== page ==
Date of Award


Publication Type


Degree Name



Electrical and Computer Engineering


Face recognition, Feature extraction, Hierarchical, Preprocessing, Verification







Creative Commons License

Creative Commons Attribution 4.0 International License
This work is licensed under a Creative Commons Attribution 4.0 International License.


Human face recognition has become one of the most attractive topics in the fields ‎of biometrics due to its wide applications. The face is a part of the body that carries ‎the most information regarding identification in human interactions. Features such ‎as the composition of facial components, skin tone, face's central axis, distances ‎between eyes, and many more, alongside the other biometrics, are used ‎unconsciously by the brain to distinguish a person. Indeed, analyzing the facial ‎features could be the first method humans use to identify a person in their lives.

‎As one of the main biometric measures, human face recognition has been utilized in ‎various commercial applications over the past two decades. From banking to smart ‎advertisement and from border security to mobile applications. These are a few ‎examples that show us how far these methods have come. We can confidently say ‎that the techniques for face recognition have reached an acceptable level of ‎accuracy to be implemented in some real-life applications. However, there are other ‎applications that could benefit from improvement. Given the increasing demand ‎for the topic and the fact that nowadays, we have almost all the infrastructure that ‎we might need for our application, make face recognition an appealing topic. ‎

When we are evaluating the quality of a face recognition method, there are some ‎benchmarks that we should consider: accuracy, speed, and complexity are the main ‎parameters. Of course, we can measure other aspects of the algorithm, such as size, ‎precision, cost, etc. But eventually, every one of those parameters will contribute to ‎improving one or some of these three concepts of the method. Then again, although ‎we can see a significant level of accuracy in existing algorithms, there is still much ‎room for improvement in speed and complexity. In addition, the accuracy of the ‎mentioned methods highly depends on the properties of the face images. In other ‎words, uncontrolled situations and variables like head pose, occlusion, lighting, ‎image noise, etc., can affect the results dramatically. ‎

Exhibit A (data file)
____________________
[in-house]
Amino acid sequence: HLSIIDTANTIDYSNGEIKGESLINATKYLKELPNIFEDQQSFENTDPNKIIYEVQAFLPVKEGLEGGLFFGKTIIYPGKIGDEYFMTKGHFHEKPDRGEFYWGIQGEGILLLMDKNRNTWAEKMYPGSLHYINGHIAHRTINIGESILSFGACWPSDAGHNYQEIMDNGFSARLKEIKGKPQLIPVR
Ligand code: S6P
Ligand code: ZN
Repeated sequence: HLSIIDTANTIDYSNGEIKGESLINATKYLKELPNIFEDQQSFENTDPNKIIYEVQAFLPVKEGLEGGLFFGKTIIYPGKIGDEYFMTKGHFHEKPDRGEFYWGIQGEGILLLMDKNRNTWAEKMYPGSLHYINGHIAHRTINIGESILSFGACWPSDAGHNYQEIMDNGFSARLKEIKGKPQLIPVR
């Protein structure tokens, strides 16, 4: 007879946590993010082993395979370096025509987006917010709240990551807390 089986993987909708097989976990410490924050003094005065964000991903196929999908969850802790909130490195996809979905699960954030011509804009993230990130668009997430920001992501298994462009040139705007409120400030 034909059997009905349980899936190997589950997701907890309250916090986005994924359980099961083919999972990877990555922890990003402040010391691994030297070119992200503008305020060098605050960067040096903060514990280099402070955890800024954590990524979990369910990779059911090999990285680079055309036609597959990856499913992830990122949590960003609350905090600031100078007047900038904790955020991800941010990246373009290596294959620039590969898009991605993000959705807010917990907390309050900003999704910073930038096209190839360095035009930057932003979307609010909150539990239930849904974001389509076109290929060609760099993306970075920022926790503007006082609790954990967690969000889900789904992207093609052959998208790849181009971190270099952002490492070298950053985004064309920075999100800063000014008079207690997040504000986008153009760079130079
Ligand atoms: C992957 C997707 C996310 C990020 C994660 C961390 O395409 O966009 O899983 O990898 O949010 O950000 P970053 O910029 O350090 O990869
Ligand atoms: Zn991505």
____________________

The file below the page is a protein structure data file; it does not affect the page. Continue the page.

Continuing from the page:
Human face recognition systems are used in either identification or verification. In ‎verification, the system's main goal is to check if an input belongs to a pre-determined tag or a person's ID.

‎Almost every face recognition system consists of four major steps. These steps are ‎pre-processing, face detection, feature extraction, and classification. Improvement ‎in each of these steps will lead to the overall enhancement of the system. In this ‎work, the main objective is to propose new, improved and enhanced methods in ‎each of those mentioned steps, evaluate the results by comparing them with other ‎existing techniques and investigate the outcome of the proposed system.‎